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Discussion Starter · #1 ·
OK I wired up my new deck/speakers today and noticed a few things that I didn't like.
Once was that the wires where stock and getting pretty damn old!
Another was that the speaker wires going to my drivers side door did not work!
Lastly the gauge of the stock wires is pretty weak so I would just like thicker wire!

So I was wondering how hard it would be to replace all or at least one(drivers door) of the speaker wires? I don't like buying brand new speakers and having to hook them up to ancient wiring.

Any pictures, ideas, tutorials would be greatly appreciated

*EDIT*
Also what gauge wire would you recommend for my 3-way 180 speakers?
 

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Well, to be honest, running off a regular head unit, theres no reason to upgrade your wires. Its kinf of a pain getthing them into the door anyway. Id repair the short in the wire thats not working and leave it alone.

But if you must, Id run a 16 gauge wire into the doors. Id modify the plastic plug that clips in the door jam and run the new wires through it.

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I agree with keeping the stock wiring for your setup. However, when replacing wiring, I always use 12 gauge, simply to prevent having to run new wires later if you ever upgrade to a really high powered system. At least, I know when I do my systems, I'll usually end up upgrading later. might as well have it pre-wired for it.
 

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12 gauge damn...haha littl eover kill there.

16 gauge is good for a 2 ohm load up to 24 feet minimally. Since you are going to have less then 6 feet and a nominal load of around 4 ohms you hsoul dbe good to go with 16 gauge, which will be much easier to run.

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Overkill? Maybe. I did it for two reasons:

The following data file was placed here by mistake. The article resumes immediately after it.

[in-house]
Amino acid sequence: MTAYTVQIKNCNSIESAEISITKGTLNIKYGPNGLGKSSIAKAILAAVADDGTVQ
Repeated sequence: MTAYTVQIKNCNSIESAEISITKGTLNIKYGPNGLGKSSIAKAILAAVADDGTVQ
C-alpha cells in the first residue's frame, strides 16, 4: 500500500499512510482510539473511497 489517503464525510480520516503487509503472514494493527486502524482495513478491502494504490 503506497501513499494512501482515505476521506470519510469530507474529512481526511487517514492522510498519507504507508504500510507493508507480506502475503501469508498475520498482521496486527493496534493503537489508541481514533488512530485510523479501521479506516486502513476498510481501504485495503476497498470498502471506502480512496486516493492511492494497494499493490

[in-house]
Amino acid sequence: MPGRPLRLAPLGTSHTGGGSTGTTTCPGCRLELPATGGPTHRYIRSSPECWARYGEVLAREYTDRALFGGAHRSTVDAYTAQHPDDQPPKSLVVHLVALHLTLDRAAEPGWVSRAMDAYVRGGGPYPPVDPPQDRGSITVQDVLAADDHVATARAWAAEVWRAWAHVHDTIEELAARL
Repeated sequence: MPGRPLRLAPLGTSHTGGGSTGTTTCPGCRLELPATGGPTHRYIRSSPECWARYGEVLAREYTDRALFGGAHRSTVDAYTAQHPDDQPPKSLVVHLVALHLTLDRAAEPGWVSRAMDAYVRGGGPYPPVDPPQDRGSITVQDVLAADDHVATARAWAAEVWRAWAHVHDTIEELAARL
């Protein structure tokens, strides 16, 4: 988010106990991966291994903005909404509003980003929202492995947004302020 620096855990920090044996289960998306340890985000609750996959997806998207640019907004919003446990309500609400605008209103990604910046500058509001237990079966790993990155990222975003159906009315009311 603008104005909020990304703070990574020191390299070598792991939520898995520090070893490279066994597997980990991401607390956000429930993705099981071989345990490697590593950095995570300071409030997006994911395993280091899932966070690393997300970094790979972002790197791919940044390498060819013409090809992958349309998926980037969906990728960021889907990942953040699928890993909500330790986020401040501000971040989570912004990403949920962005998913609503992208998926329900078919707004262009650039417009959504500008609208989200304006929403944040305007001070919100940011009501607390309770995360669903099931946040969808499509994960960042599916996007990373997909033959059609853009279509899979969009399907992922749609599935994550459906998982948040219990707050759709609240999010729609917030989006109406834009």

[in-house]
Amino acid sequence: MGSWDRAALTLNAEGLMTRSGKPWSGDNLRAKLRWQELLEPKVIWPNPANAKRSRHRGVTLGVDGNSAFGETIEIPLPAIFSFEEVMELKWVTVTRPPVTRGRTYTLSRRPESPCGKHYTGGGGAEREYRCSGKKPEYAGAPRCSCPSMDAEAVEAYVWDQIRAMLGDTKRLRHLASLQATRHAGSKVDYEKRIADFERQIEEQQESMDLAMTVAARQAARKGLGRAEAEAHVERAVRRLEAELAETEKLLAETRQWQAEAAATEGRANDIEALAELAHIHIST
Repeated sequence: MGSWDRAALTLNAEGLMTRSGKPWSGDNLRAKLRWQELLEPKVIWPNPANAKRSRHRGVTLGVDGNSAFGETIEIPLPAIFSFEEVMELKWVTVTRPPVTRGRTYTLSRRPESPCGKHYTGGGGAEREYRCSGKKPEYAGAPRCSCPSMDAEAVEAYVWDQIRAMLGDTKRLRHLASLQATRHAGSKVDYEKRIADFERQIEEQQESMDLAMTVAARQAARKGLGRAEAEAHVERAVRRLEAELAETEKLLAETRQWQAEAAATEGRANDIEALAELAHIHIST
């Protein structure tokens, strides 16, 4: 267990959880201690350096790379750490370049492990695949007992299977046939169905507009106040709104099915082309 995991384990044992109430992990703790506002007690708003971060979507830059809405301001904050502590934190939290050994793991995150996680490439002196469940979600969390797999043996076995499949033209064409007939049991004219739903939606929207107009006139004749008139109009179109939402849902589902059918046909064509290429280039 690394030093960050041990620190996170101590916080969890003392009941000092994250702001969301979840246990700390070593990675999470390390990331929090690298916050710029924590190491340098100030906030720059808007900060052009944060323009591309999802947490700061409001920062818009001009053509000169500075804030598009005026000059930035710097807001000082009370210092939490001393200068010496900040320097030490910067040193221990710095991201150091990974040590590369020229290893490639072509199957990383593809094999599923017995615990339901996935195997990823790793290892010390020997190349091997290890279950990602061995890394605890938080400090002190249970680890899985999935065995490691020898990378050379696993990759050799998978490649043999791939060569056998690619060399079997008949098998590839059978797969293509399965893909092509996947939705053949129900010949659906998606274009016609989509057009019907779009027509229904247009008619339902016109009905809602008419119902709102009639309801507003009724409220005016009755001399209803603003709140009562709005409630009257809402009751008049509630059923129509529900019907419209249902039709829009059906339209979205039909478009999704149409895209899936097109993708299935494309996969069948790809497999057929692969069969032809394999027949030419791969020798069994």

1. The input on my main speakers take up to 12 gauge. I'd much rather have a heavy speaker wire that secures in nice and tight (the wires screw in).

2. Retention of wattage. I'm running 300 watts RMS per channel (2-Ch). The main speakers are rated at 150 RMS and the rear at 120 RMS. The rears are running through the main crossover as rear acoustic fill (attenuated at -10dB).

This is all based on the system in my CLK. Because I wanted to keep the wire length the same, I had to measure out at 25 ft of wire. None of the numbers are really at a level that would be noticeable to our ears, but wattage retention was my main reason. I was going for pure SQ in this system, so I wasn't taking any chances. Here's the numbers for both gauges. As much as it seems negligible, note the difference in the actual power delivered to the speaker.

Input:
Output per channel: 300 Watt RMS
Speaker wire length: 25 Ft
Speaker wire gauge: 16
Load Impedance: 4 Ohm

Output:
Current flow (amps): 8.25
Wire resistance (ohms): 0.2008
Voltage output at speaker output terminals on amp: 34.64
Voltage drop at full power (due to resistance in wire): 1.66
Voltage at speaker terminals: 32.99
Power delivered to speaker: 272.01
Decibel loss: 0.43

***********************************************************

Input:
Output per channel: 300 Watt RMS
Speaker wire length: 25 Ft
Speaker wire gauge: 12
Load Impedance: 4 Ohm

Output:
Current flow (amps): 8.49
Wire resistance (ohms): 0.0794
Voltage output at speaker output terminals on amp: 34.64
Voltage drop at full power (due to resistance in wire): 0.67
Voltage at speaker terminals: 33.97
Power delivered to speaker: 288.43